There was also J.U.L.I.A: Among the Stars. I decided to do a little work on my backlog during a day off work and this was a title I’d picked up as part of a sale some months before. I pretty much stayed in the same spot for nine hours because I was so engrossed in this story about a woman and artificial intelligence (AI) who were lost in space. It made me feel as though I were playing through Myst for the first time all over again: that feeling of stepping into an unknown world, trying to figure out why you’re there and what’s happened.

Then there was The Red Strings Club. It was a release which had been on my radar for a while, so I gave it a try when it was appeared in the Prime Gaming bundle one month and I happened to have a spare afternoon. I’m not sure a game has ever left me with so many questions about myself and my views before. It asks us how far we’re willing to go to suppress the worst aspects of our personalities for the good of the population; do our feelings make us who we are and is happiness at the cost of free will ultimately worth it?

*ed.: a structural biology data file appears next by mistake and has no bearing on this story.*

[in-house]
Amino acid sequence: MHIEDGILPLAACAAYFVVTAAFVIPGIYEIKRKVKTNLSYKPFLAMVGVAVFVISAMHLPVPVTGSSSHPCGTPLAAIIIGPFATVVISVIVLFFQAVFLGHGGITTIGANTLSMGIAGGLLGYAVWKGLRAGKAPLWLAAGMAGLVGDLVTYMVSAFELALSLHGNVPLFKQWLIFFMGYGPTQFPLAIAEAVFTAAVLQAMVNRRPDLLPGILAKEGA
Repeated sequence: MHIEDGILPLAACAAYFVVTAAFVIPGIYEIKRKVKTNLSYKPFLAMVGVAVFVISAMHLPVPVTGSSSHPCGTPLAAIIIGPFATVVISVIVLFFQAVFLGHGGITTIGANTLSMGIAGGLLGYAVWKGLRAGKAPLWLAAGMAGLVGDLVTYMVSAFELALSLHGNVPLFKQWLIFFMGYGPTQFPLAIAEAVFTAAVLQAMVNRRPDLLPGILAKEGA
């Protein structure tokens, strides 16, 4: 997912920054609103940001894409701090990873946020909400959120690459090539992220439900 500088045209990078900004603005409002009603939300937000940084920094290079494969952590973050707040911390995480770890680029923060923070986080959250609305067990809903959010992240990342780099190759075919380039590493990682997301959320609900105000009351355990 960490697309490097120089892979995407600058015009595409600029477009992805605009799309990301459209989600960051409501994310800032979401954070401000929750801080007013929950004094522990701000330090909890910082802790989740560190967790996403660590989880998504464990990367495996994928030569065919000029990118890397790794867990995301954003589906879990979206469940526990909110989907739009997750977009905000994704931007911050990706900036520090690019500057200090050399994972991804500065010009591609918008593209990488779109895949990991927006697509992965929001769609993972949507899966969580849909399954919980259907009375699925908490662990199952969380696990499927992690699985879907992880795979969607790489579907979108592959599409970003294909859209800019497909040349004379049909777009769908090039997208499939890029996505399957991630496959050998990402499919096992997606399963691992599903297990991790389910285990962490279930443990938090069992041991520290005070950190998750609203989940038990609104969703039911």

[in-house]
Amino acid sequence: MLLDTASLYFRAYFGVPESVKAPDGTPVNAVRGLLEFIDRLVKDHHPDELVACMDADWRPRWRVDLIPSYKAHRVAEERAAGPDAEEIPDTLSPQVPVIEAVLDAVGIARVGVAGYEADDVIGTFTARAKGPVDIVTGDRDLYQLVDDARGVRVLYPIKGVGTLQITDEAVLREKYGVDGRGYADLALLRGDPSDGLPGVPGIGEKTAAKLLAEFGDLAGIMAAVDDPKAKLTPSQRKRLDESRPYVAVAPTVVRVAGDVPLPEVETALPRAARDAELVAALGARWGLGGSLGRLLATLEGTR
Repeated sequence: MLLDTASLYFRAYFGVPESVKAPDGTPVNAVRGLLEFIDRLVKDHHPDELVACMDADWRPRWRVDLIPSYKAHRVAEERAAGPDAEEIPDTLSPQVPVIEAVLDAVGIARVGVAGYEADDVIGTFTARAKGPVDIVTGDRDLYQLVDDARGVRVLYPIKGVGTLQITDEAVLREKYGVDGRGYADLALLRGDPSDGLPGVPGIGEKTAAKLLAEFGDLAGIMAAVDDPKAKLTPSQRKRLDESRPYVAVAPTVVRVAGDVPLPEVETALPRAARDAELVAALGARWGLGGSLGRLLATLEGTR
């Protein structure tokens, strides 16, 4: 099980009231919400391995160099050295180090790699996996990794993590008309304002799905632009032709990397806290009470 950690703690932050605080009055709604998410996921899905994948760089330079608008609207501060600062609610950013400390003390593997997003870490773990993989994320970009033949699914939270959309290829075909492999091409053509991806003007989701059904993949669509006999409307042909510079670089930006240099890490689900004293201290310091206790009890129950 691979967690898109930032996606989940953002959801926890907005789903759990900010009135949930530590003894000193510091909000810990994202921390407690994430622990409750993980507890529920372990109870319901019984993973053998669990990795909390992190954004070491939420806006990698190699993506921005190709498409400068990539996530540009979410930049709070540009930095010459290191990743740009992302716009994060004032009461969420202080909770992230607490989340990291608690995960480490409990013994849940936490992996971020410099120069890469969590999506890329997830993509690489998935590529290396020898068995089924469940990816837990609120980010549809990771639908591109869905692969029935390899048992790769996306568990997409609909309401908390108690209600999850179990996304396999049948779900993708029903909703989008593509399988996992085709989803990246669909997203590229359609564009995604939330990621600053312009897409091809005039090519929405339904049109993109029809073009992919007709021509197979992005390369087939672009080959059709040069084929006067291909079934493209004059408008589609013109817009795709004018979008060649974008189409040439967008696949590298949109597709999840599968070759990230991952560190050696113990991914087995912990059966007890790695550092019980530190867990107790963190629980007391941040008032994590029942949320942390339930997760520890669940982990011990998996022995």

The Red Strings Club, video game, bar, woman, Larissa, bartender, Donovan, android, Akara

Experiences like those described above could explain why rainy days and time off work give me a strong desire to play point-and-clicks. I can’t deny that this is my favourite genre and the one I turn to most frequently, but there’s just something about this type of game which makes it fit perfectly with lazy afternoons. Perhaps this could have something to do with nostalgia and memories of my childhood: maybe they remind me of school holidays filled with strange characters, conversation trees and overflowing inventories.